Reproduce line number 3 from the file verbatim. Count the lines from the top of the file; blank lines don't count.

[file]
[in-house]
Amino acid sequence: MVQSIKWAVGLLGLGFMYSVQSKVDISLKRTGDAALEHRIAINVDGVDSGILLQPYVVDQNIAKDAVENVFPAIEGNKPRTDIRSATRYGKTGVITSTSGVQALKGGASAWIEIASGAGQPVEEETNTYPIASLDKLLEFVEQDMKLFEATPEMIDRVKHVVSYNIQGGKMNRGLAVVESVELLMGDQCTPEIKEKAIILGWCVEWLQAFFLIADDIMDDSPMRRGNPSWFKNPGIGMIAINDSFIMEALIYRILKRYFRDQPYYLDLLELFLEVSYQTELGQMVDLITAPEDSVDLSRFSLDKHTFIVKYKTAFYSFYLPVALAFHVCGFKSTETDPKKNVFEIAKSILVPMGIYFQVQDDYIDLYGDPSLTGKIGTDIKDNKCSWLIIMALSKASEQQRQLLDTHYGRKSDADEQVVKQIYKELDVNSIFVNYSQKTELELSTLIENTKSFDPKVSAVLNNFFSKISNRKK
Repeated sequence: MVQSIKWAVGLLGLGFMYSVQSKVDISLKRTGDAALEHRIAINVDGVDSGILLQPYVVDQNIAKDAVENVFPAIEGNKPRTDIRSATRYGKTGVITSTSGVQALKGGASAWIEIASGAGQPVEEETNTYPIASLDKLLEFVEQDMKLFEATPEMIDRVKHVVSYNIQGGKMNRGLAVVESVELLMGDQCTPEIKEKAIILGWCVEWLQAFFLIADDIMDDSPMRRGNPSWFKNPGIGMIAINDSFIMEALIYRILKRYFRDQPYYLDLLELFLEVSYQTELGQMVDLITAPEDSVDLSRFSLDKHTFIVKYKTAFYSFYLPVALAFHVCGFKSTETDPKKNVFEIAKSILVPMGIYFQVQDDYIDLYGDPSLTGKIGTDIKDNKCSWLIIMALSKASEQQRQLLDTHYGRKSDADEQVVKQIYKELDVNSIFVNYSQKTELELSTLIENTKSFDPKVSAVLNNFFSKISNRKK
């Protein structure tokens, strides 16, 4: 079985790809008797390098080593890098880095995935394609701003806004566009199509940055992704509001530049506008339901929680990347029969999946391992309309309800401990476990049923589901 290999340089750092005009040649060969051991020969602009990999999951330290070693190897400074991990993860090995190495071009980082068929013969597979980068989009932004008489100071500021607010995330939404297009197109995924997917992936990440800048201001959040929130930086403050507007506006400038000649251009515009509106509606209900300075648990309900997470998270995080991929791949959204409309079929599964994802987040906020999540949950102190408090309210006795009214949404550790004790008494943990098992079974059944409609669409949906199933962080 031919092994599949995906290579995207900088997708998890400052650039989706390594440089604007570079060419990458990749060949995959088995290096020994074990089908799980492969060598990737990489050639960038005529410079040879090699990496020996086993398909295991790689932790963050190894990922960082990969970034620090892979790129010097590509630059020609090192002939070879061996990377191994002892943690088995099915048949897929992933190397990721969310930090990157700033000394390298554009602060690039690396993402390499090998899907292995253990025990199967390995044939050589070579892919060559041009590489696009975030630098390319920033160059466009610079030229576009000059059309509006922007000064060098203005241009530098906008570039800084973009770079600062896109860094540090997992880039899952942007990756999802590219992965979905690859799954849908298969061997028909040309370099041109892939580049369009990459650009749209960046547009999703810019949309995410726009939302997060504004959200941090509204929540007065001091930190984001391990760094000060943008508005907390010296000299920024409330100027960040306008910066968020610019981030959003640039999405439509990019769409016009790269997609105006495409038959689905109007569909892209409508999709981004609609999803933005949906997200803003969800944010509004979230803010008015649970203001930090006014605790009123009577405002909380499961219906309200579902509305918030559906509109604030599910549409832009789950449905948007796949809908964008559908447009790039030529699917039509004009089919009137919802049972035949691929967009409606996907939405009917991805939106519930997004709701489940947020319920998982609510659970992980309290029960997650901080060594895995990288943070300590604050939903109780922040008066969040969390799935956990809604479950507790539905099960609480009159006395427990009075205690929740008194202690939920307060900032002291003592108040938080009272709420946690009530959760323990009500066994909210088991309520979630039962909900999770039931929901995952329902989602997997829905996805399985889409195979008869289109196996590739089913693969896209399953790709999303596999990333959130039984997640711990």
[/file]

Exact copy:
Repeated sequence: MVQSIKWAVGLLGLGFMYSVQSKVDISLKRTGDAALEHRIAINVDGVDSGILLQPYVVDQNIAKDAVENVFPAIEGNKPRTDIRSATRYGKTGVITSTSGVQALKGGASAWIEIASGAGQPVEEETNTYPIASLDKLLEFVEQDMKLFEATPEMIDRVKHVVSYNIQGGKMNRGLAVVESVELLMGDQCTPEIKEKAIILGWCVEWLQAFFLIADDIMDDSPMRRGNPSWFKNPGIGMIAINDSFIMEALIYRILKRYFRDQPYYLDLLELFLEVSYQTELGQMVDLITAPEDSVDLSRFSLDKHTFIVKYKTAFYSFYLPVALAFHVCGFKSTETDPKKNVFEIAKSILVPMGIYFQVQDDYIDLYGDPSLTGKIGTDIKDNKCSWLIIMALSKASEQQRQLLDTHYGRKSDADEQVVKQIYKELDVNSIFVNYSQKTELELSTLIENTKSFDPKVSAVLNNFFSKISNRKK